A common phrase in the culinary world is “fat is flavor.” But what do you do with a piece of meat that has very little fat, such as a turkey or lean pork? Our team of experts agree that when preparing a lean meat that must be cooked over a long period of time, brining is the way to go.
What is brining?
In its simplest form, brining is soaking meat in a solution of salt and water. The usual formula is 3-6% salt added to enough water to cover your entire piece of meat.
You can brine for as little as 30 minutes and up to several days depending on the size and density of the meat you are preparing, but the typical ratio is 30 minutes to 1 hour per pound of meat. Your meat should be thawed completely before brining for the best results. Once you’ve cooked your brined meat, you should expect a juicier and more tender bite than you’d get from meat cooked without brining.
How does it work?
Lean meats contain dense muscle fibers surrounded by proteins. As the lean meat is heated during cooking, these proteins and muscle fibers will contract, pushing moisture out and making the meat tougher.
Brining counteracts this process. During brining, salt breaks down the cell walls in the proteins. The cells are then able to take in some of the brine through osmosis, helping to counterbalance water lost during cooking. Salt also dissolves the protein filaments, preventing them from tightening. This makes the meat more tender. The salt also seasons the inside of the meat, creating better flavor throughout.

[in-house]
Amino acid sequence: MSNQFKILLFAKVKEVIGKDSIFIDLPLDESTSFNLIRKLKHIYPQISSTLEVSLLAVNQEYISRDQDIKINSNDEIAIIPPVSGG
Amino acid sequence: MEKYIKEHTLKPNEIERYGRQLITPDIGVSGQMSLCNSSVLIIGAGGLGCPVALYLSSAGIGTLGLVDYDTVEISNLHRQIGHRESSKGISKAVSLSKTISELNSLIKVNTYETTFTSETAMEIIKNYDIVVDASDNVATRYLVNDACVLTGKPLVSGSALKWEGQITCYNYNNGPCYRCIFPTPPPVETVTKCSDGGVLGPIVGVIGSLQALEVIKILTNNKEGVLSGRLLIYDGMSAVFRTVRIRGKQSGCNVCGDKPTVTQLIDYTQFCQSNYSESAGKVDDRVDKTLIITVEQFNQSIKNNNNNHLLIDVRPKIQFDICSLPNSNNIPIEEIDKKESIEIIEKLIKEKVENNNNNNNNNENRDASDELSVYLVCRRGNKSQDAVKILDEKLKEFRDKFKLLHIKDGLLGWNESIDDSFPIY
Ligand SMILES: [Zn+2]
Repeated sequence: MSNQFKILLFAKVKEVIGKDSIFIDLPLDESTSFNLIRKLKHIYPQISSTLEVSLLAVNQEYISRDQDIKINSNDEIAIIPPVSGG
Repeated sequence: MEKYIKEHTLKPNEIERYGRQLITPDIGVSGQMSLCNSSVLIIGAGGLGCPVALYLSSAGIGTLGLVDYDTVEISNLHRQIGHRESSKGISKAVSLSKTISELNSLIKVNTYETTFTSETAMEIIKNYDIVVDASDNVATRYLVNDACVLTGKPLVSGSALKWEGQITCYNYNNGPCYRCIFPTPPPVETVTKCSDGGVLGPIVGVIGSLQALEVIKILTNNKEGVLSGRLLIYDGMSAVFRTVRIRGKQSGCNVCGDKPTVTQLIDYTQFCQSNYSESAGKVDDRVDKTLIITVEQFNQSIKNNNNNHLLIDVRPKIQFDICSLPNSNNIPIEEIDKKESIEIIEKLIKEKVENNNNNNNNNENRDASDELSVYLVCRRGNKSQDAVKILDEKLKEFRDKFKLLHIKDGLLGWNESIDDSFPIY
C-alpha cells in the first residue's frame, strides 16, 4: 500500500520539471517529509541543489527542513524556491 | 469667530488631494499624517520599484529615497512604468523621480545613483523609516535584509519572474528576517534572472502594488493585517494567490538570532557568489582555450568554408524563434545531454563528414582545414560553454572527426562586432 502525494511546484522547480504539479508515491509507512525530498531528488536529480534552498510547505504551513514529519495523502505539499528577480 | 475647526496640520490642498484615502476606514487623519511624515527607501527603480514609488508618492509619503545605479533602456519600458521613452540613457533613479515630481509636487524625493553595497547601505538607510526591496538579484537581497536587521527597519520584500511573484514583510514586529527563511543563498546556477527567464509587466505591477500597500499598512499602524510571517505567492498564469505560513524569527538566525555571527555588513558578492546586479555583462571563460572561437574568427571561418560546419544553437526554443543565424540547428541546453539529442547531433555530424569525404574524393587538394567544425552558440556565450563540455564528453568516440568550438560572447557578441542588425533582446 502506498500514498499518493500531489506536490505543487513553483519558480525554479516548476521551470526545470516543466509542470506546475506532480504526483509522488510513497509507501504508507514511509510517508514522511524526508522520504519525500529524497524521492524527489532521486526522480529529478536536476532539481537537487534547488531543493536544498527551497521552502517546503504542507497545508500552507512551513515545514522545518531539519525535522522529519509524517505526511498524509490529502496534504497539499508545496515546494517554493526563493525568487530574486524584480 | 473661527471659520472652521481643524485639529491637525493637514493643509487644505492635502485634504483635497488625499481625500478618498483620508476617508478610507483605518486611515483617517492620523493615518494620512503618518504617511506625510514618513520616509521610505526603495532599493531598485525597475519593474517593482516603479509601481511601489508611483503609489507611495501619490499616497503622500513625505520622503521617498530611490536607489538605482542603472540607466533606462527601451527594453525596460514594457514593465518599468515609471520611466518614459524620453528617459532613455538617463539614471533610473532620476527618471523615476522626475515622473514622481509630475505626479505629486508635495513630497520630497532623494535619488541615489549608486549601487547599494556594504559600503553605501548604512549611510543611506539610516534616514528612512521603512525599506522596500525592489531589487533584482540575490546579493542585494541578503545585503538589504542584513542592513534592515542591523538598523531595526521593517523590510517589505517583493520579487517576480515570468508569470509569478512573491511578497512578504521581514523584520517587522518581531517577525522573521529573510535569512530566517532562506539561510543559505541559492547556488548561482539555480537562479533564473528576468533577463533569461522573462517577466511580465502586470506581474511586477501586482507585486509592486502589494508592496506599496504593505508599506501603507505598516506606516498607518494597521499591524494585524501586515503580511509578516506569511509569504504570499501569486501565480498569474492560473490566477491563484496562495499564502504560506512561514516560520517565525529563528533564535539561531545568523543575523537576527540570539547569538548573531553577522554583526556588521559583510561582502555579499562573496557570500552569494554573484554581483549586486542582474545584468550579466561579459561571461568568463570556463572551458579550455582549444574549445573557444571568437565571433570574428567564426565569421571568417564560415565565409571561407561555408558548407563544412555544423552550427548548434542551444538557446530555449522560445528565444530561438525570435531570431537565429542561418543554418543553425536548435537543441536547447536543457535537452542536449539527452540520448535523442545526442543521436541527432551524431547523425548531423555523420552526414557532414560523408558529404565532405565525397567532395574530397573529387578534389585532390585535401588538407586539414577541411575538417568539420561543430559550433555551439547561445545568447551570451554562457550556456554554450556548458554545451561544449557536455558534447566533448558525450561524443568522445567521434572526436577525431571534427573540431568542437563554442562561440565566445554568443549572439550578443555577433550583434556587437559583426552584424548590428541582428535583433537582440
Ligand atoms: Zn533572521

Other flavors can be added by mixing herbs, spices and sugar into the brine but finding the right balance of ingredients can be a challenge. Pre-mixed brines like Cattleman’s Grill Butcher House Brine and those from Sweetwater Spice Co. can remove the guesswork. Just follow the directions for adding the pre-mix brine to water, immerse the protein in the solution, and soak the meat in the refrigerator for the recommended amount of time. All you have left to do is season the outside of your meat and cook it.
Is brining worth the effort?
Brining is worth the effort because it helps create a flavorful, moist, and tender piece of meat.
Brining also provides some margin when cooking lean and delicate meats such as fish, lean pork, and poultry because it helps to keep you from overcooking them. And because brining provides more moisture to the outside of meat as well, it prevents the exterior from becoming dry and tough when exposed to high heat.
Our experience? The benefits of brining are worth the time and effort. To learn more about brining, check out Chef Tom’s video, How to Make a Basic Brine.